In a Workers Compensation claim, there may come a time when an injured worker experiences financial distress due to the inability to work. If an injured employee is not working and the Employer/Carrier is not agreeing to provide wage benefits, the employee’s financial situation may cause difficulty in his or her ability to pay for everyday necessities and bills. If this is the case, an attorney may file for a lump sum advance on behalf of the employee requesting the Judge to approve a certain amount of money to be paid to the employee by the Employer/Carrier.
Pursuant to Workers of Florida v. Williams, 743 So. 2d 609, 610-611 (Fla. 1st DCA 1999), a Judge may grant a lump sum advance payment upon showing that an injured worker has suffered either a substantial loss of earning capacity or a physical impairment. Generally, the maximum amount that is requested on behalf of an injured worker is $2,000. One of the reasons this is so is because a Judge would be required to hold a hearing on the matter if the Employer/Carrier objects to the advance and the amount requested is more than $2,000. The Judge would need to find the following in order to grant an advance if this is the case: (1) the advance is in the injured workers’ best interest; (2) the advance will not materially prejudice the rights of the Employer/Carrier; and (3) the advance is reasonable under the circumstances. The amount requested for an advance is also usually $2,000 or less because the Florida Statutes do not require an inquiry into the potential for prejudice when the amount does not exceed $2,000. Another limitation on the amount that can be ordered by a Judge is from Florida Statutes Section 440.40(12)(d). According to this section of the Statutes, a Judge may not order an advance of more than $7,500 or 26 weeks of benefits in any 48 month period, whichever is greater.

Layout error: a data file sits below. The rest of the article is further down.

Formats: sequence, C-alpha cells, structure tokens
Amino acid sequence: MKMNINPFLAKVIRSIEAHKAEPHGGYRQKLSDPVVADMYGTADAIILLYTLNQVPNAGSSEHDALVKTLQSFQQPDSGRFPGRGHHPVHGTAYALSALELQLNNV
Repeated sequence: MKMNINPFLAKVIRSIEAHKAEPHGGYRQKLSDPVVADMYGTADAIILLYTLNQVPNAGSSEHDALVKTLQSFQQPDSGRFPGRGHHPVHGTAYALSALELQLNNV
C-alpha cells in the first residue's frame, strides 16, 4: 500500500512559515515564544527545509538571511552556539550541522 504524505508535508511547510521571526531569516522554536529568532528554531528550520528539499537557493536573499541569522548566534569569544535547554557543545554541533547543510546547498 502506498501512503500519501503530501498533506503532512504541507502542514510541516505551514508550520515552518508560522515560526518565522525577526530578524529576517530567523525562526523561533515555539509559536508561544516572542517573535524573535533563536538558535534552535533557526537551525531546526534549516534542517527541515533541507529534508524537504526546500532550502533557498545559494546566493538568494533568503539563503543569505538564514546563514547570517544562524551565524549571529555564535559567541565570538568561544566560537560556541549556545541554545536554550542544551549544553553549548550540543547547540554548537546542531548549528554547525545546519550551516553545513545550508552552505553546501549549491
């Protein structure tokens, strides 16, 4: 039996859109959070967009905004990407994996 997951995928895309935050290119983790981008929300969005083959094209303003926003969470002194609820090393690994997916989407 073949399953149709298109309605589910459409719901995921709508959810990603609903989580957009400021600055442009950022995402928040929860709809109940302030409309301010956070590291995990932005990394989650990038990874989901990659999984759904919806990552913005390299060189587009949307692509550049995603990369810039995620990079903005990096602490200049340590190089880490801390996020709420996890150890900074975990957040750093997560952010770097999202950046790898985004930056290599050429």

One thing to keep in mind is that the Employer/Carrier is entitled to recoup the amount of a lump sum advance that was issued to an injured worker. Generally, if an injured worker is receiving wage benefits, the Employer/Carrier will reduce the amount of the checks by 20% until the full amount of the advance has been recovered. If however the injured employee is not receiving any indemnity benefits, the Employer/Carrier is entitled to recover the amount of the advance from the settlement of the case.
As you can see, a lump sum advance is one way to ease the financial burden on an injured worker in a Workers Compensation claim. Other options do exist which may help an injured worker that is going through a difficult financial situation. That is why it is important to hire a Workers Compensation attorney who handles these types of situations. If you were injured on the job or know of someone who was, have them give us a call at (844) 762-8155.